Earlier this week I stumbled upon this quote from a book that I read a few years ago. The book, I Wear the Black Hat, is intriguing and entertaining. It could be described as “pop-psychology”. It’s about why we root for or are intrigued by the bad guys. Think Darth Vader, Hannibal Lecter and so on. Chuck Klosterman, the author, is not a believer, but I believe he makes many accurate observations about human interactions and our very nature. I am looking forward to rereading this book in the near future and I’m equally looking forward to putting his keen observations in a proper Biblical and Covenantal framework. Even when Klosterman covers the most trivial of topics (Saved By the Bell comes to mind) his insight in how people think often has more than a bit of biblical truth to it.
What caught my eye about this particular quote isn’t directly connected to the thesis of the book. My rambling thoughts on that will have to wait. Anyway, without further ado, the quote.
“Everyone knows history is written by the winners, but that cliche misses a crucial detail: Over time, the winners are always the progressives. Conservatism can only win in the short term, because society cannot stop evolving (and social evolution inevitably dovetails with the agenda of those who see change as an abstract positive). It might take seventy years, but it always happens eventually. Serious historians are, almost without exception, self-styled progressives. Radical views–even the awful ones–improve with age.”
Klosterman nails it. Anyone who honestly looks at the last hundred years of American history knows that social progressivism has, well, progressed. But there’s certainly more to add.
I think this quote very aptly demonstrates the importance of a biblical outlook on history. Most of American political conservatism and evangelicalism (if there’s any difference) have what amounts to a pagan view of history. The goal is always to get back. The goal is always to preserve the society of their forefathers. It’s a culture dead set on trying to get back to the good ol’ days. It’s an idolization of a mythical “Golden Age”. Depending on which Conservative you ask, their golden age may be the first fifty years our “glorious” nation state, the Antebellum South, or 1646 Scotland. Or, as is often the case, an imaginary version of America as it was when he was a kid. This is in a very real way the foundational view of nearly all pagan religions on history. It’s all about either going back or preserving the status quo. It’s about recreating a “Leave it to Beaver” society, going back to “simpler times”, or reforming back to the exciting times of the giants of our faith. .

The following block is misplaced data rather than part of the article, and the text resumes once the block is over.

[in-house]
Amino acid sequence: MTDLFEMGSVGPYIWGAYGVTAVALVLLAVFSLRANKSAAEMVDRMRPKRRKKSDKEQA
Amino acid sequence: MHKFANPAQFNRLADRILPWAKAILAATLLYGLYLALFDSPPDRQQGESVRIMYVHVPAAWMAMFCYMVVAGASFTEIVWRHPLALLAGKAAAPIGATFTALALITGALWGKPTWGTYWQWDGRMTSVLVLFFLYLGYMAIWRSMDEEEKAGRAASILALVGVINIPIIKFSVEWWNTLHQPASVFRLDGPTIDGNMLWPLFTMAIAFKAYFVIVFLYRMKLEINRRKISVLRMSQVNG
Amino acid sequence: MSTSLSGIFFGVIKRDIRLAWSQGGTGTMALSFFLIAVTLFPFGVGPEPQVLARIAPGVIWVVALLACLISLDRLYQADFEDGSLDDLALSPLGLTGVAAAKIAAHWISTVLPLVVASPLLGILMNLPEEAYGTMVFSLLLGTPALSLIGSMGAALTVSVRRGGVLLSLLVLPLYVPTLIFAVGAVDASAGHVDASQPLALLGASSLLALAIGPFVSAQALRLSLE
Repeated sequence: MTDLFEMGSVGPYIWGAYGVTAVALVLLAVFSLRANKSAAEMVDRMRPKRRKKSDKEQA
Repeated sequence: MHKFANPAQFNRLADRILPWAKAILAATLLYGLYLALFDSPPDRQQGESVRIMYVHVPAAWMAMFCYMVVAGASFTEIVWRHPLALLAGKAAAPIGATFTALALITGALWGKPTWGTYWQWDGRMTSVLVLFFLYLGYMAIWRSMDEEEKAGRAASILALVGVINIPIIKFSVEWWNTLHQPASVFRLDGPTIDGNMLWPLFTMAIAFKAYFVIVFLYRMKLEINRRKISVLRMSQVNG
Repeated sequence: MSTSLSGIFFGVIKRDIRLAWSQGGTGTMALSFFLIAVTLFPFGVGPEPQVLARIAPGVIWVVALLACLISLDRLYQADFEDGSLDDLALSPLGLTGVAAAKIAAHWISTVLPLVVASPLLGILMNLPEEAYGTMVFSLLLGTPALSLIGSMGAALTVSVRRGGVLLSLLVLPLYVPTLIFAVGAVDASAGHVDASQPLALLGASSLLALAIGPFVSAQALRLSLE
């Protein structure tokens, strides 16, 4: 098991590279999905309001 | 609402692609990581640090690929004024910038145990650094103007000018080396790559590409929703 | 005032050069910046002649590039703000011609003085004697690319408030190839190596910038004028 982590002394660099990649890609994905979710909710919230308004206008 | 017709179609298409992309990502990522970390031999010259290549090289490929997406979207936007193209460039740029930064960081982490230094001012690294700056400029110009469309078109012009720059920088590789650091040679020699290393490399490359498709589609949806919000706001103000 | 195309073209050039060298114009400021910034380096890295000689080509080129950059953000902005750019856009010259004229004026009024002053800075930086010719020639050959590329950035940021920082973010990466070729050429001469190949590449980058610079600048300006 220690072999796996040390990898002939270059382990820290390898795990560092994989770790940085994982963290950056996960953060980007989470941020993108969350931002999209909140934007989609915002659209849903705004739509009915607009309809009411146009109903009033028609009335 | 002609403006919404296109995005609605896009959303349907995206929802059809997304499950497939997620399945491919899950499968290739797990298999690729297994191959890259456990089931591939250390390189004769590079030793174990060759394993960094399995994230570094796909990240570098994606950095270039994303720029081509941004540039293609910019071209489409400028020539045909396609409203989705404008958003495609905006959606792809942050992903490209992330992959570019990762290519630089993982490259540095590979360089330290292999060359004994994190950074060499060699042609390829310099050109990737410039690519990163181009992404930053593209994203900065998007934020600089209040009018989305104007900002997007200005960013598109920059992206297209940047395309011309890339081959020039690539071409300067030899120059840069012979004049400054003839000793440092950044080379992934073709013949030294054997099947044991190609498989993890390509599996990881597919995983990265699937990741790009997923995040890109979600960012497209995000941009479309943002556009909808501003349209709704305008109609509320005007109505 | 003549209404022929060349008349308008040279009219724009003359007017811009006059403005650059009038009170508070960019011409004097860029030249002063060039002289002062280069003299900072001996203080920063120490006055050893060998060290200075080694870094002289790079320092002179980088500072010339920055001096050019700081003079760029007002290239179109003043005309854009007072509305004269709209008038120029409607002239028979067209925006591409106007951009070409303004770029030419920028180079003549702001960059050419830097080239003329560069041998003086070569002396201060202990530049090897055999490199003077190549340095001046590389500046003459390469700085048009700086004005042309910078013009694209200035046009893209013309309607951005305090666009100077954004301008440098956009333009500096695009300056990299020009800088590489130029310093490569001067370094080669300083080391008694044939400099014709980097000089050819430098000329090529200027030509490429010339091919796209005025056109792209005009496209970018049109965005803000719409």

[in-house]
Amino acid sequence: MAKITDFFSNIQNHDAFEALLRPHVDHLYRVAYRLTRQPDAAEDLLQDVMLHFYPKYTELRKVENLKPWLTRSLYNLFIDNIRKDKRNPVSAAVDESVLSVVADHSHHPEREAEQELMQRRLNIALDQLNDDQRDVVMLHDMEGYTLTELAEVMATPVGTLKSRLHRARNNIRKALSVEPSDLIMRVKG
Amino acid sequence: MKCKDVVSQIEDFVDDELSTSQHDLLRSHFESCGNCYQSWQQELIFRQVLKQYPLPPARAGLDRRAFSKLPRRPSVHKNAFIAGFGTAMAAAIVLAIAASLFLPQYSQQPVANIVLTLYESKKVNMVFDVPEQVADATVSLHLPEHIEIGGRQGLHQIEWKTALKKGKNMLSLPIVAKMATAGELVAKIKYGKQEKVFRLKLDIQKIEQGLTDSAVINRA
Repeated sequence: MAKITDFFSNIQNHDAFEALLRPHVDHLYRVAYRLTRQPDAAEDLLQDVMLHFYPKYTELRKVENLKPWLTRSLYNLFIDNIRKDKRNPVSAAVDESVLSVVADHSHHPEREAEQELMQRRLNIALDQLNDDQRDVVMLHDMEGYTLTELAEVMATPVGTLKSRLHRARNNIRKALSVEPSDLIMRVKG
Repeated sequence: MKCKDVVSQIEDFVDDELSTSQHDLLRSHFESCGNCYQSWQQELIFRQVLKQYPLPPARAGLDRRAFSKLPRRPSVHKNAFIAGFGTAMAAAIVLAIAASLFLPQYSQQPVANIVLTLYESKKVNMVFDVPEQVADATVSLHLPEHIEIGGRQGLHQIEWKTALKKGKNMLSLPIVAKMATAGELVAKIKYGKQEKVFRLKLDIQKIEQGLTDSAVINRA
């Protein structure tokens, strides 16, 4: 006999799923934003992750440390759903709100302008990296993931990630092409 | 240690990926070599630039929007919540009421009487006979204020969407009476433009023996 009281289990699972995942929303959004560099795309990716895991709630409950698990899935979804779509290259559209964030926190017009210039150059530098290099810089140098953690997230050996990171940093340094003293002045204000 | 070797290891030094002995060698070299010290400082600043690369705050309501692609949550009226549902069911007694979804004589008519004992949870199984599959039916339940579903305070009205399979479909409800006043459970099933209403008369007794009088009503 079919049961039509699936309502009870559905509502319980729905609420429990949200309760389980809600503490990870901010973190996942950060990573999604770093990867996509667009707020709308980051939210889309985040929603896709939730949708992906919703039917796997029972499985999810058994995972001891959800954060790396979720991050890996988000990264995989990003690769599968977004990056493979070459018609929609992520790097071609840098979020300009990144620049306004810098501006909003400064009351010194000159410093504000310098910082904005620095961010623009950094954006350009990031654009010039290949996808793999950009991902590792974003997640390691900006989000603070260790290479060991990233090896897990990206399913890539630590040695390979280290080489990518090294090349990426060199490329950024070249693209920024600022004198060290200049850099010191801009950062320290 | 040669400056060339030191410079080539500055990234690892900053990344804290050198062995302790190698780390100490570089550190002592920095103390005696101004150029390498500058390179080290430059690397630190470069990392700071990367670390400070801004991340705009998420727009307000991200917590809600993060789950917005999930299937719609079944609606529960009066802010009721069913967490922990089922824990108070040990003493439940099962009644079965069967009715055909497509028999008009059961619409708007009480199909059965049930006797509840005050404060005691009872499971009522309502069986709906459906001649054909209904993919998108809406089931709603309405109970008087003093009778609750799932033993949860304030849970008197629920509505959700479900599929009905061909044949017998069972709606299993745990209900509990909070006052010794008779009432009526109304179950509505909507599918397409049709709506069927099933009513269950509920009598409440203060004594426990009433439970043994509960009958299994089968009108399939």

It should be no great surprise to us that modern evangelicalism is doing nothing to very little to hold back progressive ideologies and cultural shifts. I think the reason for this failure is because the great majority of Christianity in America has a pessimistic view of history and a pietistic vision of their mission on earth. There is no looking forward with any hope. There is no expectation of victory, so there is no preparation for the victory. All of these popular Big Evangelicalism pastors, bloggers, and podcasters continually remind their millions of dedicated listeners that trying to reform culture is like “polishing brass on the Titanic” or that they’re “only passing through”, and then we have the audacity to sit and wonder why culture doesn’t go our way. Popular Christianity is inherently pessimistic and social Conservatism was built on that sinking foundation. Big Evangelicalism does not build. It attempts to preserve. They attempt to preserve pure doctrine as if the doctrines weren’t meant to do something more than be pondered on under steeples and over coffee (nothing against coffee. A bit against steeples). The mission of the American Church is functionally only the preservation of the Church. To be clear, we must preserve truth. We must be salt, but we can’t be salt while hiding our light under a bushel. We get both or we get neither. And that’s why the radicals and the progressives win. Progressivism trumps pietism like something trumps nothing. Sometimes with a Trump, and sometimes with a Hillary.